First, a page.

High blood glucose levels over a long period of time in diabetes can cause damage to the nerve and blood supply to your feet. There are often early signs of damage, which can be picked up if you know what to look for.
Nerve damage is also sometimes called neuropathy. When it affects your feet it can mean that you start to lose sensation in your feet and are therefore less able to feel pain, temperature and vibrations. Damage to motor nerves can also occur which can affect the muscles in your feet causing toe joints and bones to change shape. In addition, dry and cracked skin may also become a big problem as damage to autonomic nerves can reduce the amount of sweat that your feet produce.
The Blood supply (circulation) to your feet and legs can also be affected by high blood glucose levels causing damage to blood vessels. This may mean that less blood gets to your skin, muscles and tissues causing delays in healing and meaning you might be more prone to infections.
How can I care for my feet properly?
It is important that your skin is kept clean and in good condition. We recommend that you develop a daily routine of checking, washing, drying and moisturising your feet. Also, if you are aware of how your feet look normally, then any slight changes can be picked up early. Damage to the nerve and blood supply to your feet can happen very gradually, so check your feet regularly and seek help from a Podiatrist immediately if you see any the following signs:
Tingling or pins and needles Thickened toenails Hard, dry or cracked skin
Hair loss on legs or feet Numbness Shiny smooth skin
Pain Cramp in your calve Feet looking red or feeling hot
Changes in the shape of your feet Losing sense of position of your feet Wounds or sores
Should I cut my own nails?
A professional cutting service is generally recommended for people with diabetes as minor abrasions can easily become a portal for infection. Our Podiatry Assistants can offer a regular file, cut and can reduce nail depth. They can also remove hard skin using a burr or file. A relaxing foot massage to finish will leave your feet feeling wonderful!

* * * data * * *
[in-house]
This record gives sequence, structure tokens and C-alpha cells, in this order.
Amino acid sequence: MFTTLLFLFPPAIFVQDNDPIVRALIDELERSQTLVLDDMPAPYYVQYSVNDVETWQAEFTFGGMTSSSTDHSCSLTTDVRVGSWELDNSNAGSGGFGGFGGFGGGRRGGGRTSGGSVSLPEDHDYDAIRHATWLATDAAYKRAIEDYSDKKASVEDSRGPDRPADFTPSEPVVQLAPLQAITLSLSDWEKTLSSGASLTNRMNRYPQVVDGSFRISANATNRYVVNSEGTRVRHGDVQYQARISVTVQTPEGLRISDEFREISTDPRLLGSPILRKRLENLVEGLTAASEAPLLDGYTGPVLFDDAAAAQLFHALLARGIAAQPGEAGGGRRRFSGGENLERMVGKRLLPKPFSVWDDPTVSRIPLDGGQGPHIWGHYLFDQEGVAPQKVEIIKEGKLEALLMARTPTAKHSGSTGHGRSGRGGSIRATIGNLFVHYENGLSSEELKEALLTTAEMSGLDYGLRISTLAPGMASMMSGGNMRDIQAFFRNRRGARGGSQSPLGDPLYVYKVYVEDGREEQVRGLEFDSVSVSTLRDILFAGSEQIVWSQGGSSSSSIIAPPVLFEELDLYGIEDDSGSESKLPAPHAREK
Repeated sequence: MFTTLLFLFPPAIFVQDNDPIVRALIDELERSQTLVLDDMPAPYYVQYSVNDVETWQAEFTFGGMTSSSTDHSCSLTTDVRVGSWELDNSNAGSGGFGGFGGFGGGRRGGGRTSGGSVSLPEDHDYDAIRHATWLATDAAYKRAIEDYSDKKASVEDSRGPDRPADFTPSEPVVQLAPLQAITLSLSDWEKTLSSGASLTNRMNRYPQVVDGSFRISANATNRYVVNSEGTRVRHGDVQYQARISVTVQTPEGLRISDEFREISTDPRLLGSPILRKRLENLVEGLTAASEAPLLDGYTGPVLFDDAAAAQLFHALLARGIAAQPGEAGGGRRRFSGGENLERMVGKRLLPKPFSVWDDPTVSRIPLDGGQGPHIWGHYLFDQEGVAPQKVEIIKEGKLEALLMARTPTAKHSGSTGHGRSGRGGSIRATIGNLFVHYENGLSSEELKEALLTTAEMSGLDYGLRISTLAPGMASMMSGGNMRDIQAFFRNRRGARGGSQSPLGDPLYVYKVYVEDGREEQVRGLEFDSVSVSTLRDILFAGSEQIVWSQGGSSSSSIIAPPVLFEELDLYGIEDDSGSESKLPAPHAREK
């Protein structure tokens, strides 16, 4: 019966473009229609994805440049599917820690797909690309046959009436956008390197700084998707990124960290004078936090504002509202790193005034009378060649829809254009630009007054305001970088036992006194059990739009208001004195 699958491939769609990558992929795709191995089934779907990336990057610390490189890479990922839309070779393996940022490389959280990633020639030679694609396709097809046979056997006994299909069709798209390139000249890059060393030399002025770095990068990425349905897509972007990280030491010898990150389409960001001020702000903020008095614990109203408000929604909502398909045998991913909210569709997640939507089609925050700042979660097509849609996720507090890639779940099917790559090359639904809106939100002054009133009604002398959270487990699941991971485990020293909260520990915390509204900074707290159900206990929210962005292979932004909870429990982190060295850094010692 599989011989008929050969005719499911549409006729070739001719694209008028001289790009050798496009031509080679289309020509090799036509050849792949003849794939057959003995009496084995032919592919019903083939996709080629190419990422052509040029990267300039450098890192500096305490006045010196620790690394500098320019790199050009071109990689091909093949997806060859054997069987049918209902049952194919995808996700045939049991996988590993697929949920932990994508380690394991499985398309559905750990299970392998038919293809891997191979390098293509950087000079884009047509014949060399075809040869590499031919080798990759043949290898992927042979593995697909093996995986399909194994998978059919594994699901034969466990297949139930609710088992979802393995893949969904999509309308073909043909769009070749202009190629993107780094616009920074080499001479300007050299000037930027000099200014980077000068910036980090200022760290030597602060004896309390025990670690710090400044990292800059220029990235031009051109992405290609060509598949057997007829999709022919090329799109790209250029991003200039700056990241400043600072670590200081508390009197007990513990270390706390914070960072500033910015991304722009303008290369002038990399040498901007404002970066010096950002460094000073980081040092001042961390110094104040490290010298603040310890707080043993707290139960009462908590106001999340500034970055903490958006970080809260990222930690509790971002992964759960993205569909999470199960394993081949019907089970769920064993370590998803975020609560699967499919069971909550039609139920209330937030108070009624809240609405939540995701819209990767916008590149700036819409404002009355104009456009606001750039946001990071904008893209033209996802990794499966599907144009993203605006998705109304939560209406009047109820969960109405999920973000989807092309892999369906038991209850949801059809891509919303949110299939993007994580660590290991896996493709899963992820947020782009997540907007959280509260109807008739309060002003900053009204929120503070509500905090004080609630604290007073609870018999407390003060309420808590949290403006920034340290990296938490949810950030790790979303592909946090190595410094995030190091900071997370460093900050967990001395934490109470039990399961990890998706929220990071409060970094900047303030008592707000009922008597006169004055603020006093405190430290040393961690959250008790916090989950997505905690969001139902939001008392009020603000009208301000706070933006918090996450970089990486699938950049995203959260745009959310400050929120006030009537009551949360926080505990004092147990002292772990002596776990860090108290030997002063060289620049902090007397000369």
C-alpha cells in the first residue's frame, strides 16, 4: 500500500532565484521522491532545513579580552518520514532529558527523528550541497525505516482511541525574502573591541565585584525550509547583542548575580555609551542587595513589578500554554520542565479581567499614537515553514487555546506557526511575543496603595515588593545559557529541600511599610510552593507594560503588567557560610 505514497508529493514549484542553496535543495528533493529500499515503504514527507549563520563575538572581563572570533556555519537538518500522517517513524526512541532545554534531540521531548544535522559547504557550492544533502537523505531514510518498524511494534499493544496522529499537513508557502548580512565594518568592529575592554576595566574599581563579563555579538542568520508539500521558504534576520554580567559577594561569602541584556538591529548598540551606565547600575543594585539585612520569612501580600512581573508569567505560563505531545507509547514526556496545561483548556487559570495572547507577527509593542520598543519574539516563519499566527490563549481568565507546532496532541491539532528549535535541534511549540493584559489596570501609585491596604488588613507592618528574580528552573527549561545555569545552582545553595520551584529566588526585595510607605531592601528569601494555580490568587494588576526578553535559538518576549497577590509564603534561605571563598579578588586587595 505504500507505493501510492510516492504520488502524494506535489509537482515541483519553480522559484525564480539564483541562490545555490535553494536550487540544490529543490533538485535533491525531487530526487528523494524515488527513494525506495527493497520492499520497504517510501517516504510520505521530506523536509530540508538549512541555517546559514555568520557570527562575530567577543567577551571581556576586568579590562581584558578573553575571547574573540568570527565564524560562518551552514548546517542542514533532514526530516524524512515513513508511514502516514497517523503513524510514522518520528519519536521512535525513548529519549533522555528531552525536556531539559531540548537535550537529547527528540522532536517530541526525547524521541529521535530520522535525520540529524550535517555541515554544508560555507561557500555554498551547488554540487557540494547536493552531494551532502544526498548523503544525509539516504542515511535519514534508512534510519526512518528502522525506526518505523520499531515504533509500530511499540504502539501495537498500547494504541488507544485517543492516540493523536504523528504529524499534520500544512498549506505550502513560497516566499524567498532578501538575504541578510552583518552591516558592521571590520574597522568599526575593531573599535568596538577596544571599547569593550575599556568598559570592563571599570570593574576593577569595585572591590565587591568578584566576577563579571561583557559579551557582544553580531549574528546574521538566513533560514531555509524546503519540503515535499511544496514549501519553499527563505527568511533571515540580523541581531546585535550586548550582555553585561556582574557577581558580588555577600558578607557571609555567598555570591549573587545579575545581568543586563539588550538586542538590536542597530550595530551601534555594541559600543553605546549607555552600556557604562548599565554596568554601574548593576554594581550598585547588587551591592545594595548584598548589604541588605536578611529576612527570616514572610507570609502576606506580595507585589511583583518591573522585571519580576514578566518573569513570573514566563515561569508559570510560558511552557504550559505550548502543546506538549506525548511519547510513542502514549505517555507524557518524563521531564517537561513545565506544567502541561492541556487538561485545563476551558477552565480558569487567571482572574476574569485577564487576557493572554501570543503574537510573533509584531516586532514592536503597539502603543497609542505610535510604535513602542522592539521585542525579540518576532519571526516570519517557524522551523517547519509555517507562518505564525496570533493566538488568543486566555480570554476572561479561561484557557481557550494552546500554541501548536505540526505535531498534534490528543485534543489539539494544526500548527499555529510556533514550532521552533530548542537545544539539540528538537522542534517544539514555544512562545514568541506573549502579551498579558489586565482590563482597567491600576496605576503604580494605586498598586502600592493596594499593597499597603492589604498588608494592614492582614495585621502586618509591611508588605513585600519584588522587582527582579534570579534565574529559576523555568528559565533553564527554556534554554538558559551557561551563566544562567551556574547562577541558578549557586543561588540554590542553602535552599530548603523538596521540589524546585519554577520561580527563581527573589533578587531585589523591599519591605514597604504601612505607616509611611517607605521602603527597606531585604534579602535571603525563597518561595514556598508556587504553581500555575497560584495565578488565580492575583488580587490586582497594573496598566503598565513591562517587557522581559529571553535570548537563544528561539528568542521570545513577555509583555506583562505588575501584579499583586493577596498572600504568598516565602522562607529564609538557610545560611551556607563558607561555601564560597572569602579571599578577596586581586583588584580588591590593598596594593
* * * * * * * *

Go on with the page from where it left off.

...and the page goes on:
Obviously, if you experience any problems with your feet or spot any of the danger signs listed above then it is vital to make an appointment with a Podiatrist to have an early assessment.
At Randell’s we will also offer you an Annual Diabetic Review where our Podiatrists will provide a more thorough check up which will include:
Assessment of changes to nerve or blood supply to the feet
Checking sensation loss using a monofilament and tuning fork
Checking blood supply to the feet using ultrasound
Professional cut and file
Specialised foot care advice. This includes information on footwear and assessment of any areas of pressure.
Prompt referral to specialised clinics where necessary
This can all sound a bit daunting, but if caring for your feet becomes part of your daily routine, then it can seriously reduce your risks of developing foot problems related to your diabetes. It’s just becoming aware of the small changes which might indicate that damage might be starting. Remember, we are here to help and are happy to give care and advice where needed.